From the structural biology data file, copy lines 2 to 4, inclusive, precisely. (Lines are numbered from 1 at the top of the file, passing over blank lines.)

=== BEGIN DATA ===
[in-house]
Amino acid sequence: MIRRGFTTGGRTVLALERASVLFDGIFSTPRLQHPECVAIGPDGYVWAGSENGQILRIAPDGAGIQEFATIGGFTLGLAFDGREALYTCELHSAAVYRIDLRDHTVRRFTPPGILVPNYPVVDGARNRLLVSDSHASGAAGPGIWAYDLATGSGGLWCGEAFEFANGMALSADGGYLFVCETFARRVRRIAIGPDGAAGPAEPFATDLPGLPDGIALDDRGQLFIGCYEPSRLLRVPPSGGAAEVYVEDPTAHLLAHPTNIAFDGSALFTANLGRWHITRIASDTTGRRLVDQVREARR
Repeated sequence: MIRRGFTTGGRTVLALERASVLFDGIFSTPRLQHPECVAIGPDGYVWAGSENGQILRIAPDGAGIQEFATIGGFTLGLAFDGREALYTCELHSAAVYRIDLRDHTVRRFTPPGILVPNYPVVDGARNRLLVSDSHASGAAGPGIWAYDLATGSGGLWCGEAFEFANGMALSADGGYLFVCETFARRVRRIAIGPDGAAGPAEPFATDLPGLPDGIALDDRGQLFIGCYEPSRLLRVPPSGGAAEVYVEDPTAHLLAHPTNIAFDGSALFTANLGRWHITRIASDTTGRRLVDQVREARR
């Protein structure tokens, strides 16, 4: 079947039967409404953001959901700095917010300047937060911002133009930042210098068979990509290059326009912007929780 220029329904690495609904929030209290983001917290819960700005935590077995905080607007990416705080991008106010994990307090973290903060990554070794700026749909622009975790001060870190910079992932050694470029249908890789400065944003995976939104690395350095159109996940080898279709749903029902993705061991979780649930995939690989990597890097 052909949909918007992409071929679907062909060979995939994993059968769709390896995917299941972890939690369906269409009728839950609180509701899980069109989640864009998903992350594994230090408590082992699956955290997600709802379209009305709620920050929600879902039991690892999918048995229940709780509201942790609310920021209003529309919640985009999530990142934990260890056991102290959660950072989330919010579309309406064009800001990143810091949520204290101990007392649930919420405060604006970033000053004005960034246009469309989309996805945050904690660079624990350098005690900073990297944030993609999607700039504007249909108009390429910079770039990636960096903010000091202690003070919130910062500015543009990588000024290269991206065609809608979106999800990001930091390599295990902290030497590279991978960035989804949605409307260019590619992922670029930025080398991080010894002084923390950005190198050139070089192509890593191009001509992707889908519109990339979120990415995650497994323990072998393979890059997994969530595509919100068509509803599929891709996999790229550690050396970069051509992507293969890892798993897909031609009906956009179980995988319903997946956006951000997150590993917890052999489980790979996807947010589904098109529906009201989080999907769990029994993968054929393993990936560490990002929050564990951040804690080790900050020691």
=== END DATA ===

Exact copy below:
Amino acid sequence: MIRRGFTTGGRTVLALERASVLFDGIFSTPRLQHPECVAIGPDGYVWAGSENGQILRIAPDGAGIQEFATIGGFTLGLAFDGREALYTCELHSAAVYRIDLRDHTVRRFTPPGILVPNYPVVDGARNRLLVSDSHASGAAGPGIWAYDLATGSGGLWCGEAFEFANGMALSADGGYLFVCETFARRVRRIAIGPDGAAGPAEPFATDLPGLPDGIALDDRGQLFIGCYEPSRLLRVPPSGGAAEVYVEDPTAHLLAHPTNIAFDGSALFTANLGRWHITRIASDTTGRRLVDQVREARR
Repeated sequence: MIRRGFTTGGRTVLALERASVLFDGIFSTPRLQHPECVAIGPDGYVWAGSENGQILRIAPDGAGIQEFATIGGFTLGLAFDGREALYTCELHSAAVYRIDLRDHTVRRFTPPGILVPNYPVVDGARNRLLVSDSHASGAAGPGIWAYDLATGSGGLWCGEAFEFANGMALSADGGYLFVCETFARRVRRIAIGPDGAAGPAEPFATDLPGLPDGIALDDRGQLFIGCYEPSRLLRVPPSGGAAEVYVEDPTAHLLAHPTNIAFDGSALFTANLGRWHITRIASDTTGRRLVDQVREARR
């Protein structure tokens, strides 16, 4: 079947039967409404953001959901700095917010300047937060911002133009930042210098068979990509290059326009912007929780 220029329904690495609904929030209290983001917290819960700005935590077995905080607007990416705080991008106010994990307090973290903060990554070794700026749909622009975790001060870190910079992932050694470029249908890789400065944003995976939104690395350095159109996940080898279709749903029902993705061991979780649930995939690989990597890097 052909949909918007992409071929679907062909060979995939994993059968769709390896995917299941972890939690369906269409009728839950609180509701899980069109989640864009998903992350594994230090408590082992699956955290997600709802379209009305709620920050929600879902039991690892999918048995229940709780509201942790609310920021209003529309919640985009999530990142934990260890056991102290959660950072989330919010579309309406064009800001990143810091949520204290101990007392649930919420405060604006970033000053004005960034246009469309989309996805945050904690660079624990350098005690900073990297944030993609999607700039504007249909108009390429910079770039990636960096903010000091202690003070919130910062500015543009990588000024290269991206065609809608979106999800990001930091390599295990902290030497590279991978960035989804949605409307260019590619992922670029930025080398991080010894002084923390950005190198050139070089192509890593191009001509992707889908519109990339979120990415995650497994323990072998393979890059997994969530595509919100068509509803599929891709996999790229550690050396970069051509992507293969890892798993897909031609009906956009179980995988319903997946956006951000997150590993917890052999489980790979996807947010589904098109529906009201989080999907769990029994993968054929393993990936560490990002929050564990951040804690080790900050020691």